Friday May 18 2012
The deadly myths about prostate cancer
By: Christopher P. Evans, MD, FACS Special to The News Messenger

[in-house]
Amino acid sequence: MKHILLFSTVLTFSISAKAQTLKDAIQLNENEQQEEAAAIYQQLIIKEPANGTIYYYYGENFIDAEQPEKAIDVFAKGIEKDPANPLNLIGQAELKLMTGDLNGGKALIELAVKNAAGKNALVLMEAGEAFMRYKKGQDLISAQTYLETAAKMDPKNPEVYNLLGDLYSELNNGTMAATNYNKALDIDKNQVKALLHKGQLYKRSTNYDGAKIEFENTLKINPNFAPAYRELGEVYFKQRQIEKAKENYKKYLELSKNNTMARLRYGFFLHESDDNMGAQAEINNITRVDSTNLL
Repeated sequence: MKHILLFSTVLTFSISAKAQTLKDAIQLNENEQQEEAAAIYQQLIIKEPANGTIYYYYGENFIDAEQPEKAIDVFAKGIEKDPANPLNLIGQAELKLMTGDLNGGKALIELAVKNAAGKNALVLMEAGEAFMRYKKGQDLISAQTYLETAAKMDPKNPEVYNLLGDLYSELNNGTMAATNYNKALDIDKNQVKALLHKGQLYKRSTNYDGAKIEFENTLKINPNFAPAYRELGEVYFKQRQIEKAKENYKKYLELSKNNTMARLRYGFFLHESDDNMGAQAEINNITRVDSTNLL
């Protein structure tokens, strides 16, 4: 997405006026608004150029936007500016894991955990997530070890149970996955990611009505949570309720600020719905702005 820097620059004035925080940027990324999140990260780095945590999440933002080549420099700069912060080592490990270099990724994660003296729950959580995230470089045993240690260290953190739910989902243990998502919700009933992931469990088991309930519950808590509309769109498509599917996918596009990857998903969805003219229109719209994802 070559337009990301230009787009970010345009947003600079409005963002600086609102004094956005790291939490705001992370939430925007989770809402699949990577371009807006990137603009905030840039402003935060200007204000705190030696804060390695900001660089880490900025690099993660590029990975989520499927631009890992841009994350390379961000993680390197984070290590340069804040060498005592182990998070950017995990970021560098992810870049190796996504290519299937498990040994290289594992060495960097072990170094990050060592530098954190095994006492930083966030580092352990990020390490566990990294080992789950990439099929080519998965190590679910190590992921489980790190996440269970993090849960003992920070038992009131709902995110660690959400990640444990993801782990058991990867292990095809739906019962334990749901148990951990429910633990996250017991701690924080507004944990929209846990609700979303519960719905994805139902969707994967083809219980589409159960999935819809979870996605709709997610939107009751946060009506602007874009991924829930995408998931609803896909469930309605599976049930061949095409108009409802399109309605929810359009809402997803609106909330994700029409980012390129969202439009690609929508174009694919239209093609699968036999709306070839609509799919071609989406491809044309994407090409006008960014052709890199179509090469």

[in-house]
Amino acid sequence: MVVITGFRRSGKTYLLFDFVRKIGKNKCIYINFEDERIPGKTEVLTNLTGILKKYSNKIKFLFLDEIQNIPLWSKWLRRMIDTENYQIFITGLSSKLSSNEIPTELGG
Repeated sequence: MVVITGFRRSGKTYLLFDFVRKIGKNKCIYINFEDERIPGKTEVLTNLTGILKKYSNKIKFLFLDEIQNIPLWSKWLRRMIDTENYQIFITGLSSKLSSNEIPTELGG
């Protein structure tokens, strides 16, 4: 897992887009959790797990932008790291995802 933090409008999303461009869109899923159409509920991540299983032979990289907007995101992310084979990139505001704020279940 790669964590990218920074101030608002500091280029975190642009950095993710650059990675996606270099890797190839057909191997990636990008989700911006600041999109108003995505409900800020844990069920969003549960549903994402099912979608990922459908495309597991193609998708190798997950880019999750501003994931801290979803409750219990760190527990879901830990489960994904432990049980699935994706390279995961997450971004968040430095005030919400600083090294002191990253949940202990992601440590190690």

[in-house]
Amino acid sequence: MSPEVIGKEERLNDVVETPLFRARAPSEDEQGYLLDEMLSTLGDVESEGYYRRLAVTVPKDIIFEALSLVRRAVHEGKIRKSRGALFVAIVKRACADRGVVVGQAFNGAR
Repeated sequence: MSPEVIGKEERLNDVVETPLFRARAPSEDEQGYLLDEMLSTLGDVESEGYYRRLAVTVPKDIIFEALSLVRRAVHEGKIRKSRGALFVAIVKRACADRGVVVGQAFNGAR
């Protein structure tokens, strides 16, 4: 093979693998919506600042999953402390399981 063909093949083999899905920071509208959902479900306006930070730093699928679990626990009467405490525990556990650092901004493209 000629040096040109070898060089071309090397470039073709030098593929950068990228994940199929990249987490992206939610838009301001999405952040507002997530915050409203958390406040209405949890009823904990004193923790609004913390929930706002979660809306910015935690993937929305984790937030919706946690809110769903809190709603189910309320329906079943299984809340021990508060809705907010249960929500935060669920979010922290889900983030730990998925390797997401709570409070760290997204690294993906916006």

Editor?s Note: According to the California Cancer Registry, there will be an estimated 670 deaths from cancer in Placer County and about 1,860 new cancer diagnoses in 2012. In light of the alarming statistics, The Lincoln News Messenger is partnering with the UC Davis Comprehensive Cancer Center to educate readers about cancer prevention and treatment. The articles are designed to inform readers about varying forms of cancer, how they can be detected, who is most at risk and recommended lifestyle changes and screening for prevention. The first article focuses on the deadly myths of prostate cancer. By Christopher P. Evans, MD, FACS Special to The News Messenger Misconceptions about prostate cancer abound. It?s not just a disease that affects older men and it is not always slow-growing. Despite some recent recommendations against getting PSA (prostate-specific antigen) screenings, the facts show otherwise: 1) Prostate cancer is the most common non-skin cancer diagnosis in American men. The National Cancer Institute estimates 241,740 new cases of prostate cancer in 2012. 2) Prostate cancer is the second most common cause of cancer deaths of American men. One in six men in the U.S. risks getting prostate cancer. Why is this disease so prevalent today? We believe prostate cancer has always been widespread. However, prior to 1987, we didn?t screen for it. At that time, 40 percent of men diagnosed with prostate cancer had metastatic disease that had spread from the primary location to other parts of the body. Today, with screenings and early detection, that number has been drastically reduced to 2 percent. Prostate cancer is linked to many variables, including age, ethnicity, family history and environmental factors. Based on annual cases diagnosed per 100,000 as reported by the National Cancer Institute: ? If you are black, you have the highest risk of developing prostate cancer (234 cases); ? If you are white, you have the second highest risk (150 cases); ? If you are Hispanic, the risk is 129 cases per 100,000; and ? If you Asian/Pacific Islander, you have a lower risk (88 cases). These disparities may be due to a variety of complex factors. But evidence suggests that lack of health care coverage and socioeconomic status play a significant role. Further studies are underway to confirm the causes of disparities. What can you do? Challenge the myths and protect yourself against prostate cancer: ? Talk to your physician and develop a screening plan that?s right for you. ? Get screened, especially if you are at increased risk. This may include regular digital prostate exams and PSA tests. Normal PSA values can vary with age. ? If your father or brother has had prostate cancer, you may be at an increased risk of getting the disease and you should get regular screenings. ? Although studies vary about the impact of foods on prostate cancer, such as those containing omega-3, lycopene and soy products, it?s important to maintain a healthy weight and lifestyle. ? Adopt a balanced diet that includes fruits and vegetables and is low in high-fat dairy products and barbequed red meats (especially charred meats). ? Avoid taking more than 1,500 mg. of calcium per day and stay away from mega-doses of vitamins, especially E and folate. ? Exercise daily and include strength training to avoid muscle loss as part of your regimen. Educating yourself about prostate cancer and taking steps to reduce your risks is the best defense against this potentially deadly disease. Dr. Christopher Evans is professor and chairman at the Department of Urology, UC Davis School of Medicine, and is a member of the National Cancer Institute-designated UC Davis Comprehensive Cancer Center. The UC Davis Health System?s cancer center recently earned ?comprehensive? status from the National Cancer Institute, a designation that makes it one of the nation?s top-tier cancer centers and the only center of its kind to be given this national recognition in the greater Sacramento region.